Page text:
Below the City of Missoula, there is a system of underground pipes that collect the water we use in our daily existence. This used water comes from sinks, drains, and toilets throughout the City. It contains a variety of organic and inorganic pollutants. As it leaves our homes and businesses, it becomes known as wastewater, which is treated in the City of Missoula's Wastewater Treatment Facility. After treatment, it is returned to the Clark Fork River where it can safely be reused.
About the Missoula Wastewater Treatment Facility
The Facility utilizes physical, biological, and chemical treatment methods to treat 6-9 million gallons of wastewater each day prior to reintroducing it to the Clark Fork River.
Purpose of the Facility
The Facility's purpose is to make the water as clean as it can possibly be before it is released back into the environment. This means that essentially all of the pollution must be removed. Pollutants come in many shapes and sizes, including objects as large as a basketball and things which were dissolved or too small to be seen by the marked eye.
As we remove pollutants, we are able to produce at least three beneficial products or results, which are treated water, biosolids that are made into compost, and methane gas that is used as fuel.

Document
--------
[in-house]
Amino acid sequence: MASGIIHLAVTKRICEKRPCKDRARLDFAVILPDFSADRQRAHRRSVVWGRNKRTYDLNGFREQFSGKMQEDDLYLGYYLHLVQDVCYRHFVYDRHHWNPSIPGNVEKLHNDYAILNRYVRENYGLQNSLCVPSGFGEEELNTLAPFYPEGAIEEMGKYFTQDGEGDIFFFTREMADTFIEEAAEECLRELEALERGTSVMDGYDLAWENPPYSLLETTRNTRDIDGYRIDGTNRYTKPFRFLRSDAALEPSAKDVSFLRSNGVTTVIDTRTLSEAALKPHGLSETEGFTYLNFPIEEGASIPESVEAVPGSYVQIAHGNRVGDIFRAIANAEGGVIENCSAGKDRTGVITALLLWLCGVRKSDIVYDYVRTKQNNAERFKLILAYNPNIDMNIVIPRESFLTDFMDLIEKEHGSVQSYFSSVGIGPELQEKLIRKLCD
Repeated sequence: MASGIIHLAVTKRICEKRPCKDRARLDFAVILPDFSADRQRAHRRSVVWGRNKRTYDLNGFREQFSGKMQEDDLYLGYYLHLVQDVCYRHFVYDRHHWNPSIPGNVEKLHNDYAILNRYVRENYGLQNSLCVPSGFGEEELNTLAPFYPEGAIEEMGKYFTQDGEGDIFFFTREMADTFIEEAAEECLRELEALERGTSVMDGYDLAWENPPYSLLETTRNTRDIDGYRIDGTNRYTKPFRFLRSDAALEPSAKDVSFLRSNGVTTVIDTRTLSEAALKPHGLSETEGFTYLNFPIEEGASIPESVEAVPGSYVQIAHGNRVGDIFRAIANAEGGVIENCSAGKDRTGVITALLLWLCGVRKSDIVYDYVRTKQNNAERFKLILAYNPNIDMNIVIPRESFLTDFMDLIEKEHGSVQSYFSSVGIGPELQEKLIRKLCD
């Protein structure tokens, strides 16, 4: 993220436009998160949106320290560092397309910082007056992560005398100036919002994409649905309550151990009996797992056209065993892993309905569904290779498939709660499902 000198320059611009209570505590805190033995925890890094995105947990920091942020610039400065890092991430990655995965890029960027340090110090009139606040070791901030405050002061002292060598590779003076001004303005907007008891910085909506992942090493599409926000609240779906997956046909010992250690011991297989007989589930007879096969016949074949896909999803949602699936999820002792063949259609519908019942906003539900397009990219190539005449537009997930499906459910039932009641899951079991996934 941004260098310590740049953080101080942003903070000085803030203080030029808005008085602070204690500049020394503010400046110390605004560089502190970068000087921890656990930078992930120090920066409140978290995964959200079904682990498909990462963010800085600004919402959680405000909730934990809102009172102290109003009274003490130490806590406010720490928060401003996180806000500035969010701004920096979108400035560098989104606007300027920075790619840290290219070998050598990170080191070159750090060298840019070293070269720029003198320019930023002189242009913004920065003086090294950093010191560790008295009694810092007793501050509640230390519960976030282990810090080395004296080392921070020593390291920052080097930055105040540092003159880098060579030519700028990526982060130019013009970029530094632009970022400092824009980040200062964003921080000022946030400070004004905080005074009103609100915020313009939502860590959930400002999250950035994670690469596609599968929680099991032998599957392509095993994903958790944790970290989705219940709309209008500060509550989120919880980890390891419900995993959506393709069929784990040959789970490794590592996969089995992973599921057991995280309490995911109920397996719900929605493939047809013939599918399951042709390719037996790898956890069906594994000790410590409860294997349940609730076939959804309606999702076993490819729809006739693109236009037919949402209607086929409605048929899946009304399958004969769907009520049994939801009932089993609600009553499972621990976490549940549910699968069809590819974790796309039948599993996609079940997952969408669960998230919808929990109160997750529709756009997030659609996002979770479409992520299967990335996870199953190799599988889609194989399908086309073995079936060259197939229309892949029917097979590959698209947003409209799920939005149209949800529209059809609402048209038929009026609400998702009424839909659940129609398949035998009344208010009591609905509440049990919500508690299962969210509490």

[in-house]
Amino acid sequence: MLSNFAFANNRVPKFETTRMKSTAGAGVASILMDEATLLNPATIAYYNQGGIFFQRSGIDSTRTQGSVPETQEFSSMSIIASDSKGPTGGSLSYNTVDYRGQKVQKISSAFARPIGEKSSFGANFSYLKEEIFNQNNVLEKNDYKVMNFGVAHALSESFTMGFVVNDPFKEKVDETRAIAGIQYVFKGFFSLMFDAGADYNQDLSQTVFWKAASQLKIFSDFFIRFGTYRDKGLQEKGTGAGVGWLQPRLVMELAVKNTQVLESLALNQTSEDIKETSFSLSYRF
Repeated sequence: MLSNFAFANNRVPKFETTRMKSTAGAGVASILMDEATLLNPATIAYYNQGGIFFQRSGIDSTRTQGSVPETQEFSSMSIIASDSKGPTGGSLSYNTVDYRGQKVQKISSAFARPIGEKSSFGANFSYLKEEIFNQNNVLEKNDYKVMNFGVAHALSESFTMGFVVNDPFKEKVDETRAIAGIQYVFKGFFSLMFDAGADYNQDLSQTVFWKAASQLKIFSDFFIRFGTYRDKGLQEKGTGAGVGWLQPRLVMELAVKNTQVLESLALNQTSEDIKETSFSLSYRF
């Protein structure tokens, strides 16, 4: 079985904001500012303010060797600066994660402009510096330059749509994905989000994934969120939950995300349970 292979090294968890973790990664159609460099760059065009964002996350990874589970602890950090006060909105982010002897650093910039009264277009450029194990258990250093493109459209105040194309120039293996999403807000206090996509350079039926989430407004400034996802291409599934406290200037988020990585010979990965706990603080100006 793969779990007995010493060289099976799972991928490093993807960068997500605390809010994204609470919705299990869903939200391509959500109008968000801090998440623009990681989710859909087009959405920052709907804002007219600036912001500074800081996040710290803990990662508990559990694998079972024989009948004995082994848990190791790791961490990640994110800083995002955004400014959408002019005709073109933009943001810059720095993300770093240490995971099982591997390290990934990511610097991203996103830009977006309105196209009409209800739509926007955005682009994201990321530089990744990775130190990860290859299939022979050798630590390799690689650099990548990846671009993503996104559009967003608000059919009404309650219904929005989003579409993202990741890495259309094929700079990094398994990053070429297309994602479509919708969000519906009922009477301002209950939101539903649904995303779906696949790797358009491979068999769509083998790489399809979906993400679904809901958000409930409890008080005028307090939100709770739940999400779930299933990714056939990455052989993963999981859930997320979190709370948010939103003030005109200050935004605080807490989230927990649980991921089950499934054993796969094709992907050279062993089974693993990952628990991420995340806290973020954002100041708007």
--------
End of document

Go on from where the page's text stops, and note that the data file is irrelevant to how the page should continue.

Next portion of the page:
Methods to Remove Pollutants
Primary / Physical Treatment
The natural sinking process is called sedimentation. This process allows solids to accumulate on the bottom of the clarifier tanks where they can be removed in a concentrated form. These solids are mostly organic and ultimately become usable as fuel gas and/or compost.
In secondary treatment, microorganisms convert the remaining dissolved and suspended pollutants into forms that are more easily removed from the wastewater. One of the two biological systems uses aerobic or air-breathing organisms. These organisms use free oxygen to help break down the pollutants.
The other use anaerobic or non-air-breathing organisms. Anaerobic digestion is used to stabilize the sludge which is removed from the wastewater. These organisms convert some solids to methane gas, which is then used as fuel at the Facility. The biological systems, whether aerobic or anaerobic, are truly alive and are highly susceptible to changes in their environment.
Finally, the treated wastewater is disinfected using chlorine to kill disease-causing organisms. Other harmless chemicals are also sometimes utilized to enhance treatment.
History of the Facility
The facility began treating wastewater in 1962 utilizing only physical or primary treatment. In 1974, secondary treatment utilizing a biological process called activated sludge was added to further improve the quality of the treated wastewater. In 1982, a new solids handling facility, a new digester, and a new headworks building were constructed to further improve the treatment process.
Although Missoula has a very reasonable wastewater user rate, the city has continued to make substantial wastewater treatment improvements to provide the highest levels of pollution abatement possible.